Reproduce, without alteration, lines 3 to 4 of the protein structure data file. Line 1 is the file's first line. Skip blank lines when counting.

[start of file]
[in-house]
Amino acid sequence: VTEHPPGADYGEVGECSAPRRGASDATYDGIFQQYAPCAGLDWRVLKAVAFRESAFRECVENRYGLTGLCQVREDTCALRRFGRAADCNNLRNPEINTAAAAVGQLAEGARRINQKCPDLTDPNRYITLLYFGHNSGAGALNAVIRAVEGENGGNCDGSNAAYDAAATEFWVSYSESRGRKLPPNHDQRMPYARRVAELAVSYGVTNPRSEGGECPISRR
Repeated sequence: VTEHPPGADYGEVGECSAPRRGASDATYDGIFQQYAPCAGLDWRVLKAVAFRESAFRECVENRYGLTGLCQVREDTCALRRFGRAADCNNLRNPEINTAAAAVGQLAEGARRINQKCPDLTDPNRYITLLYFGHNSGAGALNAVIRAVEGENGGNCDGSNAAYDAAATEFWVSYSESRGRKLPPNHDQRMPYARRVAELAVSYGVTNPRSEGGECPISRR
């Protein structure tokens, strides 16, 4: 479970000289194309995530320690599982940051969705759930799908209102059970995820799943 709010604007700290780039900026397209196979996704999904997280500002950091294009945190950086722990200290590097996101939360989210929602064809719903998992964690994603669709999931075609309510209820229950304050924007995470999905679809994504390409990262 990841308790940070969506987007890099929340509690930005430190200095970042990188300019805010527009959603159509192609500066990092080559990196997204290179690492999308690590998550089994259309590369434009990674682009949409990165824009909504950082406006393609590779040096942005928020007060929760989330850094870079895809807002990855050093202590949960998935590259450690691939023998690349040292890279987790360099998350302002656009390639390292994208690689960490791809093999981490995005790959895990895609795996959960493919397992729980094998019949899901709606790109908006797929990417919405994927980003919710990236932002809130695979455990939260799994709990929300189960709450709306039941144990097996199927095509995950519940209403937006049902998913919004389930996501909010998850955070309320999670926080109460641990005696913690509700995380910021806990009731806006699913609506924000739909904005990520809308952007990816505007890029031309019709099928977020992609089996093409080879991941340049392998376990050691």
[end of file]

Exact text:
Repeated sequence: VTEHPPGADYGEVGECSAPRRGASDATYDGIFQQYAPCAGLDWRVLKAVAFRESAFRECVENRYGLTGLCQVREDTCALRRFGRAADCNNLRNPEINTAAAAVGQLAEGARRINQKCPDLTDPNRYITLLYFGHNSGAGALNAVIRAVEGENGGNCDGSNAAYDAAATEFWVSYSESRGRKLPPNHDQRMPYARRVAELAVSYGVTNPRSEGGECPISRR
């Protein structure tokens, strides 16, 4: 479970000289194309995530320690599982940051969705759930799908209102059970995820799943 709010604007700290780039900026397209196979996704999904997280500002950091294009945190950086722990200290590097996101939360989210929602064809719903998992964690994603669709999931075609309510209820229950304050924007995470999905679809994504390409990262 990841308790940070969506987007890099929340509690930005430190200095970042990188300019805010527009959603159509192609500066990092080559990196997204290179690492999308690590998550089994259309590369434009990674682009949409990165824009909504950082406006393609590779040096942005928020007060929760989330850094870079895809807002990855050093202590949960998935590259450690691939023998690349040292890279987790360099998350302002656009390639390292994208690689960490791809093999981490995005790959895990895609795996959960493919397992729980094998019949899901709606790109908006797929990417919405994927980003919710990236932002809130695979455990939260799994709990929300189960709450709306039941144990097996199927095509995950519940209403937006049902998913919004389930996501909010998850955070309320999670926080109460641990005696913690509700995380910021806990009731806006699913609506924000739909904005990520809308952007990816505007890029031309019709099928977020992609089996093409080879991941340049392998376990050691």